Written by: polycystic_coiffure
I’ve never had a thick, luscious head of hair. For years, I got by with mousse, a teasing comb, and a shorter haircut to achieve more volume in my hair. I had always lamented my thin and fine locks, but I had no idea how much worse it would get.
When I turned 30, I went off birth control because my husband and I were going to start trying to get pregnant. Within a month, I noticed many changes happening to my body.
My skin was breaking out like crazy. I was rapidly gaining weight despite no changes in my diet or exercise routines – and most horrifying, I was losing clumps of hair.
The shower drain was constantly clogging and it seemed that even more hair was coming out in my brush every day.
I noticed my hair part was wider, my scalp was showing when I pulled my hair up, and my ponytail density was much thinner.
I panicked. I went to a dermatologist who told me that my scalp “looked fine” and recommended that I get more sleep. My primary care doctor suggested Rogaine as a solution but admitted that it wouldn’t do much to help my hair loss. It was devastating to lose hair so quickly and not know the cause. I was desperate to find a solution.
Finding Hair Toppers
One night, during one of my frantic Google searches, I came across a blog written by a woman who was losing her hair as well.
I found out that she wore something called a topper, which clipped into her existing hair and covered her thinning scalp and straggly ends.
It was like a light bulb went off – I’d never heard of a hair topper before, but it was genius!
I spent a few days looking at various online retailers before selecting my first topper – a synthetic Jon Renau Top Notch. When I clipped it in, I felt relieved. It was subtle, covered my loss, and looked great.
I was nervous to wear it to work at first, but decided that I would just be open and honest about it.
I realized that even though I couldn’t control my hair loss, I could control the narrative around it. To my relief, my coworkers, friends, and family were really supportive and curious!
It gave me the courage to try some different pieces that didn’t match my old hairstyle and I finally felt I had the luscious, mermaid hair I always wanted.
By this time, I had found a solution to my hair loss but was still concerned about the changes to my body and health. My husband I were having trouble conceiving and this also convinced me that something was wrong beyond losing hair.
It wasn’t until a year later when I finally went to my OBGYN to ask why I wasn’t getting pregnant, that I was diagnosed with Polycystic Ovary Syndrome (PCOS).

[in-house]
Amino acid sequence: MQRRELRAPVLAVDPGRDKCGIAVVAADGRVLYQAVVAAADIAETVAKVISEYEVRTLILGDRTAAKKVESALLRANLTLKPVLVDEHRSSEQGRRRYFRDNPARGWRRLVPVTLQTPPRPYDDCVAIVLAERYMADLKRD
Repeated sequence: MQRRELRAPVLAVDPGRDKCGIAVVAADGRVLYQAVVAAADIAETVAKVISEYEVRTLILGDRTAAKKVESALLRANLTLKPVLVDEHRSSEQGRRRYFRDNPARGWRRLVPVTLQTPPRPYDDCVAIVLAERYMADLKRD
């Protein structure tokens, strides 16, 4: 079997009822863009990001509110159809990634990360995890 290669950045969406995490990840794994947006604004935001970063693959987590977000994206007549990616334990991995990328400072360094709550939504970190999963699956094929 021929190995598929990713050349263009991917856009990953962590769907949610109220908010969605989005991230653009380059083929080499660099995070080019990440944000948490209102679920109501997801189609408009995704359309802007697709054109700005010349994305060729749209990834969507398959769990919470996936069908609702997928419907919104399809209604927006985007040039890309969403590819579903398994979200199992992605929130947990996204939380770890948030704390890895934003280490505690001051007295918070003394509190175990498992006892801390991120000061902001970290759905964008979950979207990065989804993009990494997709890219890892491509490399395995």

Polycystic ovary syndrome (PCOS) is an endocrine (hormonal) disorder, which affects my whole body from my hair to my insulin levels, affects my fertility, and puts me at higher risk for diabetes and heart disease.
PCOS can cause missed or irregular menstrual periods, which can lead to infertility and the development of cysts in the ovaries.
It’s not yet curable, but it can be managed with lifestyle changes and, if necessary, medication.
Despite being diagnosed with PCOS, I felt relieved to finally have a diagnosis that explained what was happening to my body.
I also realized during the diagnosis that PCOS is tricky and not always well understood, even by doctors. When my OBGYN referred me to a Reproductive Endocrinologist (RE) to help me get pregnant and reduce PCOS symptoms, I found that my RE was unconvinced that PCOS caused my hair loss (even when I took my topper off right in his office!).
He acknowledged that hair loss theoretically could be a symptom, but claimed that he had seen more patients with facial hair growth than scalp hair loss. Because he lacked experience with this particular symptom, he was unable to provide me helpful solutions. It was frustrating to not receive validation from a professional who should have had more knowledge in this area.
But by this time, I had made my peace with hair loss and was comfortable wearing my toppers. And after some time, my husband and I finally got pregnant!
While I continued to lose hair after I gave birth to my son and my “lush” pregnancy hair started falling out, toppers allowed me to not stress about my hair loss. I simply moved the clips on my toppers to avoid the thinnest areas and continued on with my life.
For me, I see hair loss as the easiest thing about PCOS to control – I can clip my topper in and go on with my day.
Of course, I will always wish I had thick, beautiful hair growing right out of my scalp, but for the most part, I’ve accepted it.
My vision is crap, so I wear glasses. My hair is crap, so I wear toppers.
The most important thing is looking after my health so I can be the happy mommy my son needs!
My Advice on Coping with PCOS
If you think you might have PCOS, ask your doctor for a referral to a reproductive endocrinologist (even if you aren’t trying to get pregnant). They are experts in all things hormones and can work with you to manage your health.
Hair loss can be one of the most upsetting and visible symptoms of PCOS, but this disorder affects the whole body and it’s important to have the tools and knowledge to take care of ourselves!
@polycystic_coiffure is a happy mom with a beautiful baby boy. She has an Instagram account dedicated to helping other women cope with hair loss and wear toppers with confidence!